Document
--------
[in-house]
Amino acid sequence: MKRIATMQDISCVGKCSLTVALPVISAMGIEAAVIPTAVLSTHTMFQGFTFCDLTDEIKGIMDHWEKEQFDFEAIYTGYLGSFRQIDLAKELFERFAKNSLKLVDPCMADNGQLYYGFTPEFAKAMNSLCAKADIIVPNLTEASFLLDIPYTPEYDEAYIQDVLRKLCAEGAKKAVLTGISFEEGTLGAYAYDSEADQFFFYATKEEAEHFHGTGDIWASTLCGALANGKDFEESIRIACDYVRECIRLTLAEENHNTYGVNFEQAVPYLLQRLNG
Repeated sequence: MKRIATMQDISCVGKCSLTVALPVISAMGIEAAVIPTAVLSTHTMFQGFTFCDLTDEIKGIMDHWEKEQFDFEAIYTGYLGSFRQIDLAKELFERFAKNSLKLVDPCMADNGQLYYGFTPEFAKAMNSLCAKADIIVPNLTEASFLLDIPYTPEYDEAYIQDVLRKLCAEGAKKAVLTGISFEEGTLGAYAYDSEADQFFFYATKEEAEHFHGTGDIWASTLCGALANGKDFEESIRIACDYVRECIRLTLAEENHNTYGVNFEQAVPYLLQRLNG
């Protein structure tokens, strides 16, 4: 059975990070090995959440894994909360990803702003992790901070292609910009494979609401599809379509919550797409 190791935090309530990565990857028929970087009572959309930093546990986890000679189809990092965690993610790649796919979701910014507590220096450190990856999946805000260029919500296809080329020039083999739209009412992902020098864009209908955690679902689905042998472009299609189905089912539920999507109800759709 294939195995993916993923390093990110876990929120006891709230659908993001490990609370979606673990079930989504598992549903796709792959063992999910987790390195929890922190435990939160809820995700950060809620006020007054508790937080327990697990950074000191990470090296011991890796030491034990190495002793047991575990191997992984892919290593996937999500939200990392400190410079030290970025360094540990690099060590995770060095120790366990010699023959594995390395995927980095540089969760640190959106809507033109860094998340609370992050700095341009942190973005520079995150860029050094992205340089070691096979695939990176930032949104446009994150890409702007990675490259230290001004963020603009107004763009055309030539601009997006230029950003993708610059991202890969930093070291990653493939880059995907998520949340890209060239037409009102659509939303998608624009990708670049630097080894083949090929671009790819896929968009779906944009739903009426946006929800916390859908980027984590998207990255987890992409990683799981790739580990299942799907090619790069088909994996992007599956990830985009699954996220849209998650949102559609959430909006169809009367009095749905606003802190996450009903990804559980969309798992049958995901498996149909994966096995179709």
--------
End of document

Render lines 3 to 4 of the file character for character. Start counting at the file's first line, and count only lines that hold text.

Repeated sequence: MKRIATMQDISCVGKCSLTVALPVISAMGIEAAVIPTAVLSTHTMFQGFTFCDLTDEIKGIMDHWEKEQFDFEAIYTGYLGSFRQIDLAKELFERFAKNSLKLVDPCMADNGQLYYGFTPEFAKAMNSLCAKADIIVPNLTEASFLLDIPYTPEYDEAYIQDVLRKLCAEGAKKAVLTGISFEEGTLGAYAYDSEADQFFFYATKEEAEHFHGTGDIWASTLCGALANGKDFEESIRIACDYVRECIRLTLAEENHNTYGVNFEQAVPYLLQRLNG
């Protein structure tokens, strides 16, 4: 059975990070090995959440894994909360990803702003992790901070292609910009494979609401599809379509919550797409 190791935090309530990565990857028929970087009572959309930093546990986890000679189809990092965690993610790649796919979701910014507590220096450190990856999946805000260029919500296809080329020039083999739209009412992902020098864009209908955690679902689905042998472009299609189905089912539920999507109800759709 294939195995993916993923390093990110876990929120006891709230659908993001490990609370979606673990079930989504598992549903796709792959063992999910987790390195929890922190435990939160809820995700950060809620006020007054508790937080327990697990950074000191990470090296011991890796030491034990190495002793047991575990191997992984892919290593996937999500939200990392400190410079030290970025360094540990690099060590995770060095120790366990010699023959594995390395995927980095540089969760640190959106809507033109860094998340609370992050700095341009942190973005520079995150860029050094992205340089070691096979695939990176930032949104446009994150890409702007990675490259230290001004963020603009107004763009055309030539601009997006230029950003993708610059991202890969930093070291990653493939880059995907998520949340890209060239037409009102659509939303998608624009990708670049630097080894083949090929671009790819896929968009779906944009739903009426946006929800916390859908980027984590998207990255987890992409990683799981790739580990299942799907090619790069088909994996992007599956990830985009699954996220849209998650949102559609959430909006169809009367009095749905606003802190996450009903990804559980969309798992049958995901498996149909994966096995179709």